Cherchez la femme, that retro French slogan, has taken on a whole new twist in Cannes. Women have never had trouble finding the spotlight at this, the mother of all film festivals, from actresses on the red carpet to a vintage image of Marilyn Monroe or Faye Dunaway on a festival poster. But finding female directors is another matter. In both 2010 and 2012 there wasn’t a single film made by a woman considered worthy to compete for the Palme D’Or. Last year, there were two. And at the current 69th annual edition of Cannes, among 21 features in the main competition, there are three, still a paltry share. But this year, issues of gender politics have leapt to the fore, with women stirring things up behind the camera, in front of it, and in the conversation.
Although it’s too early to be making Palme d’Or predictions (at the midway point in the festival), one of the competition’s three female-directed movies appears to be one of the most popular contenders so far: Toni Erdmann, a moving and hilarious father-daughter comedy by German filmmaker Maren Ade. Audience reaction to the film went through the roof, with spontaneous eruptions of applause midway through both the press screening and the black-tie premiere. There is even a cautious festival buzz about possibility that Ade could become the second woman in Cannes history to win the Palme, after Jane Campion who won for The Piano in 1993. But winning for a comedy is even rarer in Cannes than at the Oscars, never mind a comedy by a woman.
On the eve of the festival’s opening day, I listened to a male critic scoff at the “indulgence” of two female directors, Ade and Britain’s Andrea Arnold, for having films in competition that are 23/4 hours long—as if they were trying to compensate for their gender’s under-representation. But no one bats an eye (never mind rolls one) when eminent male auteurs routinely show up with heavyweight contenders that clock in close to three hours. In fact, if you’re aiming at the Palme D’Or, it seems de rigeur that size matters given that it’s so easily conflated with gravitas. The late Roger Ebert famously said that “no good movie is too long and no bad movie is short enough.” So true. But I have to hand it to my National Post colleague Chris Knight. As we sat down to watch Arnold’s American Honey, upon noticing that it was framed in the narrow 4:3 format, he said: “It’s long but it’s not wide.”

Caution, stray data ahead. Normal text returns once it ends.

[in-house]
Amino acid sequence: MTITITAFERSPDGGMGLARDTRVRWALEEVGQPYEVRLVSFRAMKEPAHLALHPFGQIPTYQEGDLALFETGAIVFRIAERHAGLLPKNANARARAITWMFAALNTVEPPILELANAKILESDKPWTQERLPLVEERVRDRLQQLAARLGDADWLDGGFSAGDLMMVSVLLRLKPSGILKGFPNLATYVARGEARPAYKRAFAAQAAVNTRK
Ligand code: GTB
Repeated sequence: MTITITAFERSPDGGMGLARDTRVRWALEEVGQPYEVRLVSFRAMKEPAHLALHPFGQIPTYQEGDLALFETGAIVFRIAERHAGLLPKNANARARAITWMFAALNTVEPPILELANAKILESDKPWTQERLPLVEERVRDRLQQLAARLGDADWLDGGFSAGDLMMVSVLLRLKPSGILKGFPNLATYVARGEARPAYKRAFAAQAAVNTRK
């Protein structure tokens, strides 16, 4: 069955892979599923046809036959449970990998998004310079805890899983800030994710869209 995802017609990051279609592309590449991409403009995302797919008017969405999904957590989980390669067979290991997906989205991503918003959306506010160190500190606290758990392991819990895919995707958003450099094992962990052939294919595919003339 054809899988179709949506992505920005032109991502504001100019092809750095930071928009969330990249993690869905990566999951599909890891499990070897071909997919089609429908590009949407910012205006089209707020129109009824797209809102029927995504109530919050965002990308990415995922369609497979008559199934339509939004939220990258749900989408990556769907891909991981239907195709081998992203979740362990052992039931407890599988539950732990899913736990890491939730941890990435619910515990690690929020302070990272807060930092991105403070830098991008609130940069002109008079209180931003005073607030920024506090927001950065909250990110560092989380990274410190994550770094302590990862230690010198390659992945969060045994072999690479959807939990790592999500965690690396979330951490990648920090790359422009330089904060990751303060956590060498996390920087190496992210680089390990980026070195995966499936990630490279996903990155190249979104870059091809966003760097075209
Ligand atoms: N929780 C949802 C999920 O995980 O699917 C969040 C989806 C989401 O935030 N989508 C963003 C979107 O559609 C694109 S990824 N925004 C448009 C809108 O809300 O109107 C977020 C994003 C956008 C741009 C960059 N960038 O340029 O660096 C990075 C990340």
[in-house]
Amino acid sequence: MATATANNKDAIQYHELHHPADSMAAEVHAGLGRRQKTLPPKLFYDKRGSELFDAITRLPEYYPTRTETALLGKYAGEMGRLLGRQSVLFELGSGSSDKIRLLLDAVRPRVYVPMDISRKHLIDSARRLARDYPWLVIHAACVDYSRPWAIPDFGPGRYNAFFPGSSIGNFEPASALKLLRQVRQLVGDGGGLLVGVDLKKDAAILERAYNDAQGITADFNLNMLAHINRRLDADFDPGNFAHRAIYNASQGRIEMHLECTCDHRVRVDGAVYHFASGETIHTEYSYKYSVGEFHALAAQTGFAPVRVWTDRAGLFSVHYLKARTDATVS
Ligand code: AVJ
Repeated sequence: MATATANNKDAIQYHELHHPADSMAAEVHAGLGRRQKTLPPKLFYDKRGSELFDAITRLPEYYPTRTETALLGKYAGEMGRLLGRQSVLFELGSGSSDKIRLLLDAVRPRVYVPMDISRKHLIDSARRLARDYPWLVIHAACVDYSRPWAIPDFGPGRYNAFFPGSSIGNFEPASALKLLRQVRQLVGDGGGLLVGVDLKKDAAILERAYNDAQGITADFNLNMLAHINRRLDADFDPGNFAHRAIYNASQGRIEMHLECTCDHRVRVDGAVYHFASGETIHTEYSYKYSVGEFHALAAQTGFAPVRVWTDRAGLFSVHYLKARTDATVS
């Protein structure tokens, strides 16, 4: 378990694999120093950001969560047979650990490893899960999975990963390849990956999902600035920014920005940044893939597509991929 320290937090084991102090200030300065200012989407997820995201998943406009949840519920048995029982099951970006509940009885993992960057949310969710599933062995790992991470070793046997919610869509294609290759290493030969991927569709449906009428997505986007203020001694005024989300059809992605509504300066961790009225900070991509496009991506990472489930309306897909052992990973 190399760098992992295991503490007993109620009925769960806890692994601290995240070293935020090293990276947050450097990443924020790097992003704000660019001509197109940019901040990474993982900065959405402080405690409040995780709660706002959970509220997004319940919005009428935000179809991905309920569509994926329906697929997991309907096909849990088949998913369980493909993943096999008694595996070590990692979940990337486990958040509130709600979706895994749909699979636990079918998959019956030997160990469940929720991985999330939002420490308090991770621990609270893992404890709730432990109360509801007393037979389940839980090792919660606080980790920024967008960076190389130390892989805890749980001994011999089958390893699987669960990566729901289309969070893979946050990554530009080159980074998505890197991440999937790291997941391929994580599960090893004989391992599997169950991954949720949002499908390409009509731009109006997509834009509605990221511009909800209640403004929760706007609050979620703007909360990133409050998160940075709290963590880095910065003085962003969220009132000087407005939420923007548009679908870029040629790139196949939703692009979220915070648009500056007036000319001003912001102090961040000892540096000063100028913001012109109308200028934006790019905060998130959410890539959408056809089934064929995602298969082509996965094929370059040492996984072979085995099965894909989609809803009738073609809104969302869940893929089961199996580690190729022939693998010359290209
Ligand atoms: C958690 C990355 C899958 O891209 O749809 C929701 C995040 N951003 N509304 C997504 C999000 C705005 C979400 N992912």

America Honey is a road movie about a hard-partying crew of teenagers who drive across the American Midwest selling magazine subscriptions door to door. (Apparently such a phenomenon still exists). What’s especially nervy about Arnold’s film is that its epic sprawl is virtually plotless. Its handheld style and reckless energy of sex, drugs and rock’n’roll are reminiscent of Spring Breakers. But Arnold didn’t hire any known actors, aside from Shia LaBeouf (who seems bent on immolating his own stardom). Instead, to cast 11 of the 15 crew she found young recruits with no acting experience. And for the film’s starring role, a dumpster-diving runaway, she recruited a girl named Sasha Lane after spotting her on a Florida beach during spring break. The film’s style is equally audacious. With music driving the scenes, Arnold doesn’t direct so much as deejay the action. Much of the time her outsider heroine just observes around the perimeter as the camera tries to parse her silence in lingering close-ups. Consider it a counterintuitive kind of female empowerment.
Ade’s German comedy follows a far more conventional structure, but she subverts one trope after another with a playful eye on gender politics. Toni Erdmann is about a high-strung career woman (Sandra Hüller) struggling to fit into the male executive class. While working on a project in Bucharest, she’s fallen out of touch with her father (Peter Simonischek), who pays his daughter a surprise visit. Not only won’t he go home when asked, but he begins stalking her in a goofy disguise, donning an alter ego as a clowning hustler named Toni Erdmann. After so many Hollywood movies about workaholic fathers who come to realize they’ve neglected their sons, it’s more than refreshing to see a story of a workaholic daughter who has neglected her dad.